Three Large Surrenders of Under-socialized Cats in Five Weeks Swell Population of Difficult-to-Place Felines
BOSTON and Methuen, Mass. April 18, 2019 – As the sun set yesterday in Fitchburg, Mass., teams from the MSPCA-Angell in Methuen and Boston set out a difficult and emotional task: removing 31 scared cats from a home after the homeowner had passed away.
(Cats) Reporting for Work!
The cats from Fitchburg arrived at the MSPCA on the heels of two other large cat surrenders in just the last five weeks. The intakes have swelled the MSPCA’s population of difficult-to-place cats to 52, but Keiley and his team are determined to secure homes for them, even if some of those homes are non-traditional.
“We maintain a working cat program for cats who aren’t well suited for life inside, whether it be due to a lack of social behavior towards people or a general preference of the cat to live outdoors as well as indoors,” he said.
The MSPCA has placed hundreds of cats into alternative housing in the last five years—housing that ranges from barns and stables to breweries, warehouses and plant nurseries.
“Working cats help control the rodent population inside barns and other structures and make wonderful companions to other cats,” said Keiley.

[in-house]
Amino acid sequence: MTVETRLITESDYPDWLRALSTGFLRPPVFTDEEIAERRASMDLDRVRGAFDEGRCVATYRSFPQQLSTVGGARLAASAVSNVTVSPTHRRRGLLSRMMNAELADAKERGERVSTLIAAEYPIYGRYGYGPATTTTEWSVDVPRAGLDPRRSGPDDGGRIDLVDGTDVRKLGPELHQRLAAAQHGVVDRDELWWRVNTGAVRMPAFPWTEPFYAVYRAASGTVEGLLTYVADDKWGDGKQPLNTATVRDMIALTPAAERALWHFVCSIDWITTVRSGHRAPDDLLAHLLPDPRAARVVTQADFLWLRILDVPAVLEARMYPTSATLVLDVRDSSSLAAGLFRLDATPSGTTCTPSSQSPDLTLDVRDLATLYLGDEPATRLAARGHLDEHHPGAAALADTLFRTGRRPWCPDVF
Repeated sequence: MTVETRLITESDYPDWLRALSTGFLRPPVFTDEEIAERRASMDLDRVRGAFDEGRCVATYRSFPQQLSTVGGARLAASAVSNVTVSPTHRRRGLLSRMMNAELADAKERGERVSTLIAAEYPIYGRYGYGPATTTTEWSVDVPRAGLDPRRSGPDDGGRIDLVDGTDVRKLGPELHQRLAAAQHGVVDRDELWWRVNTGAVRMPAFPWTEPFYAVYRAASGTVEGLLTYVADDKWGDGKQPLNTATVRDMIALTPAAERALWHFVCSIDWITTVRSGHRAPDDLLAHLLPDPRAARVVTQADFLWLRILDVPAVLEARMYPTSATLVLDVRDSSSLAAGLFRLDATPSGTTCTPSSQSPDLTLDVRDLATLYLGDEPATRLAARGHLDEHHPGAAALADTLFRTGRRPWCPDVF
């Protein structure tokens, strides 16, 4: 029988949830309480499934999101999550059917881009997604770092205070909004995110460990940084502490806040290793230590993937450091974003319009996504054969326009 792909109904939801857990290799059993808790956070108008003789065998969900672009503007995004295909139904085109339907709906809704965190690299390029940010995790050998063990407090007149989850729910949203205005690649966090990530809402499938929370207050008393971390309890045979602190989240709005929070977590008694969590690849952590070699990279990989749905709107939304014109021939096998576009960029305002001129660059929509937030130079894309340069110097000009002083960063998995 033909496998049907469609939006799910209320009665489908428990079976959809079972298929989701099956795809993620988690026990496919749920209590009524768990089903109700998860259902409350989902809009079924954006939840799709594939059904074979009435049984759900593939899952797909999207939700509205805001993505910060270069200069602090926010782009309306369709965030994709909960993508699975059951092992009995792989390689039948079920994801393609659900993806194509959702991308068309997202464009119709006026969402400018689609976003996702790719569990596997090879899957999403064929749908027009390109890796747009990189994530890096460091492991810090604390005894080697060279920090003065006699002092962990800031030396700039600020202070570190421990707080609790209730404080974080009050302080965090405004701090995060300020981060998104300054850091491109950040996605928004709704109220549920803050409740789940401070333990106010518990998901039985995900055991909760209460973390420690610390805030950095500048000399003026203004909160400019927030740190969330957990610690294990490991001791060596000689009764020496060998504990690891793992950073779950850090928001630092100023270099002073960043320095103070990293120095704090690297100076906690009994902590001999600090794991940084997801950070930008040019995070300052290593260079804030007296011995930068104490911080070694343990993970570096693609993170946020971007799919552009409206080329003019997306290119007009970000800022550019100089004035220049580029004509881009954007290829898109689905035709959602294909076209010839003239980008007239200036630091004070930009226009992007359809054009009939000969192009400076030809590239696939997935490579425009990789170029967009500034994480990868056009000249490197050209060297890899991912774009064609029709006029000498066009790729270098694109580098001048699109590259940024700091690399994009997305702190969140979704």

Regardless of the kinds of homes the Fitchburg cats ultimately go to, they, like all cats adopted from the MSPCA, will be spayed or neutered, vaccinated and microchipped.
All told, the medical bill for the cats—who are suffering from conditions such as upper respiratory and ear infections—has reached $3,500. After dental procedures, spay and neuter surgeries and microchips the bill will likely exceed $15,000. Anyone would like to donate toward their care, and the care of animals like them, can do so here.
The MSPCA provides more information about its working cat program on its Website and encourages anyone interested in adopting one of the cats in need from the home to email firstname.lastname@example.org or to come and visit the cats during open hours.